Generational conflicts shake ElBaradei's Constitution Party

Zeinab El Gundy, Thursday 28 Mar 2013

Following the resignation of Hossam Eissa from the Constitution Party, the party's youth meet with founder ElBaradei to address a growing crisis

Mohamed ElBaradei
Mohamed ElBaradei (Photo: Al-Ahram archive)

Nearly a year ago, many in Egypt had high hopes for the Constitution Party founded by Mohamed ElBaradei and a number of Egyptian political and intellectual figures, including activist Gamila Ismail and world-acclaimed novelist Alaa Al-Aswany.

Through the activities of its youth members across the country the party swiftly became a keystone of the liberal political current, and later a founding member of the National Salvation Front opposition umbrella. Beginning with 10,000 members, the party managed to double that number with member drawn nationwide.

Still, in the past week there have been both doubts and fears about the party and its future following recent internal problems and leadership resignations.

Hossam Eissa, the renowned politician and co-founder of the party, resigned as the head of the steering committee last week, issuing a very strong and angry statement. Eissa praised the liberal party’s youth, asking them to support its founder, Dr ElBaradei, while at the same he spoke of “deceiving faces” in the party, without mentioning names.

"I respect Dr Hossam Eissa very much," Leading member and opposition icon George Ishaq told Ahram Online. "He is an old friend of mine and he stated clearly in his interview a few days ago in Al-Masry Al-Youm that he joined the party willingly and resigned form the party also willingly, refusing to speak about internal matters in public. I respect this and I will not comment on his resignation,"

Ishaq is accused by some party members and observers of being one of the reasons behind Eissa's resignation.

Haitham El-Khatib, a member of the 100 days committee in the party, believes that what is being portrayed in the media is completely at odds with what is really happening in the Constitution Party. El-Khatib was among the youth who met with ElBaradei last week to discuss latest developments in the party.

"The resignation of Dr Hossam Eissa came after differences in opinion on the restructuring of the party but not about our party's policies or its political goals" El-Khatib told Ahram Online, adding that news about the collection of signatures against the leaderships of the party is untrue.

El-Khatib, a 32-year-old activist who believes he is close to the party's youth base, said that the party's problems are generational: "The problem is actually caused by middle level leading figures between the youth and the upper level, and also upper level leading figures themselves, like Dr El-Borai and Dr Eissa, regarding their views on restructuring the party."

El-Khatib revealed that the party has already addressed organisational problems in party branches in Giza, Alexandria and Sharkia governorates. "We have already finished the restructuring of 24 braches all over the country; half of them were already set up before the appointment of Hossam Eissa as the head of the steering committee," he said.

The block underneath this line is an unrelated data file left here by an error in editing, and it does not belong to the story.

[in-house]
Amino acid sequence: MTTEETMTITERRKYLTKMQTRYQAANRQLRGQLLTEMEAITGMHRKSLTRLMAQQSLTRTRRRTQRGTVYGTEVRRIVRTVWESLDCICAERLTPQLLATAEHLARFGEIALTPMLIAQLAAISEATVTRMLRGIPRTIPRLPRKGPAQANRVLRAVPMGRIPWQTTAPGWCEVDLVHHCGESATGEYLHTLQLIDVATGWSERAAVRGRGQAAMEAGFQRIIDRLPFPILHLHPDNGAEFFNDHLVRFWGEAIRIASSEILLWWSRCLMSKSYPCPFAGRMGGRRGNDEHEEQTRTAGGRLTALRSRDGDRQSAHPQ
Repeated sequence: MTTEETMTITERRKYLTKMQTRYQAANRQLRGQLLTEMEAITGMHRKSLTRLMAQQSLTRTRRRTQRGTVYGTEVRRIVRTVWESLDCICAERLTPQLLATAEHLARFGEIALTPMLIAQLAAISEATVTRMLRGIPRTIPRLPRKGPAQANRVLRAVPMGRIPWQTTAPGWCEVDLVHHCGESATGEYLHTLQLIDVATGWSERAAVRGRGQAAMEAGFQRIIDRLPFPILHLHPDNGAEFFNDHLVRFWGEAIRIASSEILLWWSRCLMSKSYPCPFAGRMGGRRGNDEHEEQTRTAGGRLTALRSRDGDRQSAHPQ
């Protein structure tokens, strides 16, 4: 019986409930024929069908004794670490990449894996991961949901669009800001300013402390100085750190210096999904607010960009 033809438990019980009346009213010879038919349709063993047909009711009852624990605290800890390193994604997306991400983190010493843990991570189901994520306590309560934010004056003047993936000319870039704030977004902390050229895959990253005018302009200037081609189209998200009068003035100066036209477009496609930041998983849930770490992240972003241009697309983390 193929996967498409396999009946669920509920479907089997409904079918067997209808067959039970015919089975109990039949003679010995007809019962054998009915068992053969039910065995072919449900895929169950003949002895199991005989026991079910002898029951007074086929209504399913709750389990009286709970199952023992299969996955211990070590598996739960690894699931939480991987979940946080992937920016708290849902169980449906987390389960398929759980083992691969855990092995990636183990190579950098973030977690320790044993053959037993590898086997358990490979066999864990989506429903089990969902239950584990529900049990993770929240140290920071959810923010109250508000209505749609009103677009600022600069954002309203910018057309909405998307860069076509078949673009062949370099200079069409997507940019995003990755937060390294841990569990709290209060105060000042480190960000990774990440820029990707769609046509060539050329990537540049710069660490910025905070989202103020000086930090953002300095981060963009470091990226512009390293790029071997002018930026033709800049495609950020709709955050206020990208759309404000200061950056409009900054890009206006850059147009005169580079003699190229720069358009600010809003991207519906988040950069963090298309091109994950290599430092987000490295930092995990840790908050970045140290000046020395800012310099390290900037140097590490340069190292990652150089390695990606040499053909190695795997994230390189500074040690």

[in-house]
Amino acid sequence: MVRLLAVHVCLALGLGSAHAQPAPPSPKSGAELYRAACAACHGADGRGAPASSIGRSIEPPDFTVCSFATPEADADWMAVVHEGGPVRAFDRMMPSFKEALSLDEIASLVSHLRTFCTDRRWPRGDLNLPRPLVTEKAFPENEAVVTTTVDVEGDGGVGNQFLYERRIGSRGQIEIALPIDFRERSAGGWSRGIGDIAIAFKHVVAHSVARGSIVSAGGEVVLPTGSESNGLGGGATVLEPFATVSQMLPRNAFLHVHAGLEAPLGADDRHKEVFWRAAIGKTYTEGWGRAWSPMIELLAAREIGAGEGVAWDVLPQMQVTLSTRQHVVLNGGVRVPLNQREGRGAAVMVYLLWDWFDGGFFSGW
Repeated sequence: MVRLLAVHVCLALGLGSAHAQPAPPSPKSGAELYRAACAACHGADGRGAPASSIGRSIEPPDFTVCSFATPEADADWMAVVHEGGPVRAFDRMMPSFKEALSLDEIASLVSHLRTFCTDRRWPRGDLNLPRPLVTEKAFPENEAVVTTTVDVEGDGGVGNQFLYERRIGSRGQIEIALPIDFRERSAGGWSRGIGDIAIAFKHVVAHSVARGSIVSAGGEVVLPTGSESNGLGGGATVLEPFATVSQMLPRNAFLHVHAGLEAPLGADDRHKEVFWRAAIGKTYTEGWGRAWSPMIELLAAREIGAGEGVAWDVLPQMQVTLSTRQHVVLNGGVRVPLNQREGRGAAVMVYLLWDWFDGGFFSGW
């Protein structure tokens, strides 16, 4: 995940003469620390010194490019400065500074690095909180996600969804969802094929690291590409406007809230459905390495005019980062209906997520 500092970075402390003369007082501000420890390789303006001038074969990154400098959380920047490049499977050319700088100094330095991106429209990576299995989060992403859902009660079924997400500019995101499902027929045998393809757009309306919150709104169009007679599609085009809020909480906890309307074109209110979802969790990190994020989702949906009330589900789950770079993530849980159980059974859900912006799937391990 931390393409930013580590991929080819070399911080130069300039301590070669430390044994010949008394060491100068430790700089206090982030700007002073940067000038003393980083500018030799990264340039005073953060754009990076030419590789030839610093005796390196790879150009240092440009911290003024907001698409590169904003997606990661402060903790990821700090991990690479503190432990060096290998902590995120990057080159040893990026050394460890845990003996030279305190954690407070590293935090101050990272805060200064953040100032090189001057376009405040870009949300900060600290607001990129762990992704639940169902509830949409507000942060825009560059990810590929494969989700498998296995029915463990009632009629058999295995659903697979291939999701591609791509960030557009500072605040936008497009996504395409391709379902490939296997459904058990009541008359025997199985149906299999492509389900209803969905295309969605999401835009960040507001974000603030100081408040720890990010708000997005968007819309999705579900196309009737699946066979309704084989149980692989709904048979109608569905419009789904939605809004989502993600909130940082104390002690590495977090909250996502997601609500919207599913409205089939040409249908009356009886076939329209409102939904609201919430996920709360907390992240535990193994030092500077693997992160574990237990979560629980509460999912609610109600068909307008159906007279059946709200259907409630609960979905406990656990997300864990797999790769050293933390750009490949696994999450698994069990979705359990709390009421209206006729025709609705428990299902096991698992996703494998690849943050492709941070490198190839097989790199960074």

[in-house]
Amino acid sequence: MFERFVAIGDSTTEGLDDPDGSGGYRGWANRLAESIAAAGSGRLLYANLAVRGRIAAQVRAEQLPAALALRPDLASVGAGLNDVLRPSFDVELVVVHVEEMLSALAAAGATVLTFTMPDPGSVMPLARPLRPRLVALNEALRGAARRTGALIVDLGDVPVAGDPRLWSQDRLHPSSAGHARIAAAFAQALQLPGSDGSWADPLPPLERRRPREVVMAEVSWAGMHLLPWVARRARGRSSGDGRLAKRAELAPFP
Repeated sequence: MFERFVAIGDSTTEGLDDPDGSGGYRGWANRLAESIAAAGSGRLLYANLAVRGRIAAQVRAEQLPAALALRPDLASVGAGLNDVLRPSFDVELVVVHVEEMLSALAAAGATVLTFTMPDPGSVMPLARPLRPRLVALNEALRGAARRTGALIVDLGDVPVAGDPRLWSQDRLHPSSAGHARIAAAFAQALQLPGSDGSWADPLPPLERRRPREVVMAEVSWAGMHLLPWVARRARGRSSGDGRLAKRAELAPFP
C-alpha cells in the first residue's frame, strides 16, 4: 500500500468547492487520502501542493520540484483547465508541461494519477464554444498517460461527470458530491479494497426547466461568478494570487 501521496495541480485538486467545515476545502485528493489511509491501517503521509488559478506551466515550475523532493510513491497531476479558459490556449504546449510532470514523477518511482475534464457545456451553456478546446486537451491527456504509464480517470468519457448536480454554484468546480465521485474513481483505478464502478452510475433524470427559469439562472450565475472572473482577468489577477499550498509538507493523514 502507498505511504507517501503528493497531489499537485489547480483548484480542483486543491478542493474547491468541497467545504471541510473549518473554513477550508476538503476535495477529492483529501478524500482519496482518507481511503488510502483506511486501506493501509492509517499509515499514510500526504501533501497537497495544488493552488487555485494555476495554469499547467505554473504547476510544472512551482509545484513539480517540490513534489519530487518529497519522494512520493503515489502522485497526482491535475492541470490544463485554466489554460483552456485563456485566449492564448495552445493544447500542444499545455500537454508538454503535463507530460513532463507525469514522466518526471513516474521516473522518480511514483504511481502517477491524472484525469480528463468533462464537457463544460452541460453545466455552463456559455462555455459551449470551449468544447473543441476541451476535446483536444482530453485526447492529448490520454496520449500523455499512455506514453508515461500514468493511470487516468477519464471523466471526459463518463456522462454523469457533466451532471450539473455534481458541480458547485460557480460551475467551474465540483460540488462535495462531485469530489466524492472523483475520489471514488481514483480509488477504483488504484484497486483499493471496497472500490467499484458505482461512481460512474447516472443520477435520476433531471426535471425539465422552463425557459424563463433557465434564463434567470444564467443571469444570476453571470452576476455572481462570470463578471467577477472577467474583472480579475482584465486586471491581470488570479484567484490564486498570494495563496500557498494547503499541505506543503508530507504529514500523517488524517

El-Hawary resigns

Following the resignation of Eissa, Ezz El-Din El-Hawary, a member of the 100 days committee in the party, also announced his resignation. Unlike Eissa, he stated direct reasons behind his stepping down.

“There is a group of people controlling the party that believes they will win the majority in parliament and will become ministers,” accusing by name party deputy chairman Ahmed Borai and Emad Abu Ghazi of destroying the party for the sake of “fame” while standing against attempts to restructure the party.

This is not the first crisis in the Constitution Party involving its youth members and older leading figures. A separate crisis occurred in January 2013 when youth members held a sit in inside the party's office, rejecting the influence of certain leading members. The crisis was ended by an agreement reached between Mohamed ElBaradei, the founder of the party, and the youth to hold elections next September. Hossam Eissa, co-founder of the party, was then appointed by ElBaradei as the head of the party's steering committee.

Now, after the resignation of Eissa, a group of the party's youth have spoken with ElBaradei, reaching an agreement that was announced in an official statement released by the party's youth last Friday.

According to that statement, the party's internal elections will be held in June instead of September. "Dr Mohamed ElBaradei has assured that neither he nor any current leadership figure, including Dr Ahmed El-Borai, the vice chairman of the party, and Dr Emad Abu Ghazi, the secretary general of the party, will run in the internal party elections in order to give an opportunity to youth in fair elections and to present a model example for political life in Egypt after their participation in structuring this party after the transitional period," the statement added.

El-Khatib said the agreement reached between the youth and ElBaradei will solve the current problem, but others held another view. "They cannot stop anyone from running in the internal elections; there are clear bylaws in the party to be followed," said George Ishaq, slamming the statement of the party's youth.

From March to June much can happen. Will the party face further problems that could touch the core of its existence, or will it surmount its difficulties and be an example for Egyptian parties of the youth taking control of the party leadership?

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